This section is from the book "Elements Of The Theory And Practice Of Cookery", by Mary E. Williams. Also available from Amazon: Elements Of The Theory And Practice Of Cookery; A Textbook Of Domestic Science For Use In Schools.
1. Remnants of cooked meat may be stewed, either by themselves, or with uncooked meat.
2. Only the best portions of stew meat should be browned; very coarse or gristly pieces may be simmered by themselves, and only the broth added to the stew.
3. To make sure that the stew shall not boil, cook it in a double boiler, allowing half again as much time as for cooking by direct heat. Stew meat that has boiled may look tender because its fibres, loosened by the softening of the connective tissue, fall apart; but the fibres themselves will be found hard to chew and digest.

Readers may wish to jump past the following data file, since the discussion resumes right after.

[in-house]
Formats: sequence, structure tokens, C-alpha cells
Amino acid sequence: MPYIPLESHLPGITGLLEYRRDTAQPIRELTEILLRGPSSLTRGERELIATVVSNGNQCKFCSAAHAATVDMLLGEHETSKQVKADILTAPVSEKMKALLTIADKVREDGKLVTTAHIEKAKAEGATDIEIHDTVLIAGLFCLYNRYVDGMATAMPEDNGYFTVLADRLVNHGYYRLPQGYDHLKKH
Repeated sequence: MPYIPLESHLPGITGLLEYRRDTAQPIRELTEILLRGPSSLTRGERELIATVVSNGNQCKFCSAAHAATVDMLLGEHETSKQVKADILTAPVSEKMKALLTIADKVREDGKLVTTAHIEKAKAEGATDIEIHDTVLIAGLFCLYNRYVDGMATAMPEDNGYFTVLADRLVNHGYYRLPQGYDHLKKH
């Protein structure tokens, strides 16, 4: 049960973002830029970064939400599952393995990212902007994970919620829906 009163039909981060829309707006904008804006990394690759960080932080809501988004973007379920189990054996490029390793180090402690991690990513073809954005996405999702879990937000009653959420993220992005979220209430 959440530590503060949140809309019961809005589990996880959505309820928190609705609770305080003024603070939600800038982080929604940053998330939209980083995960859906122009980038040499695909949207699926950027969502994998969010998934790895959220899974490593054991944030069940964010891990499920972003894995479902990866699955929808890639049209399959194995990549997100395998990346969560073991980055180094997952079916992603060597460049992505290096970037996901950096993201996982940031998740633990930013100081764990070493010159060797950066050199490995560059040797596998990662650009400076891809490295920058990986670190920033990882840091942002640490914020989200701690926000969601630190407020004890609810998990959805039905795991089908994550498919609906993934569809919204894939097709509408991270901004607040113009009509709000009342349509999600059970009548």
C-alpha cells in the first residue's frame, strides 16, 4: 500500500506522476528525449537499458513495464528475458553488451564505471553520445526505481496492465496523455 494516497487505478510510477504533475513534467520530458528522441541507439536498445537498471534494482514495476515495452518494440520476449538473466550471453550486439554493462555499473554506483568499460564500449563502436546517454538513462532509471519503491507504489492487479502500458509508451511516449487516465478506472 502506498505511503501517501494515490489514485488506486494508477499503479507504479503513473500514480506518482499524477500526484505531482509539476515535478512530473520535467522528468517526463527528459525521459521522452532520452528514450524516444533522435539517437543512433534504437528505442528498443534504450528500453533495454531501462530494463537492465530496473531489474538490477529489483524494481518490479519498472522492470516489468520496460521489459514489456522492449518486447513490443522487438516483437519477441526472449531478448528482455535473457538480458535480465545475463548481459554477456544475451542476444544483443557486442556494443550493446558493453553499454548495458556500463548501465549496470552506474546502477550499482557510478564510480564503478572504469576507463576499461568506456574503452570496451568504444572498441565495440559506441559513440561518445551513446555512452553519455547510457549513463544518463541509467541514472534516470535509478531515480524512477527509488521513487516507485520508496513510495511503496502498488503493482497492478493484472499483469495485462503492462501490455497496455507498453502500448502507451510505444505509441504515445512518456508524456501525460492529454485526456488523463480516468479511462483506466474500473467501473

4. In stewing, add water from time to time, enough to keep the meat covered. If the broth is too watery, boil it down before pouring it over the meat.
5. Braised meat may be cooked uncovered the latter part of the time.
Top Sirloin ready for Roasting.
Leg of Mutton. (Hind.)
Forequarter Of Mutton. (Rib portion sep-arated from shoulder)
Rolled Flank of Beef, larded, braised, and arranged on a Bed of Vegetables.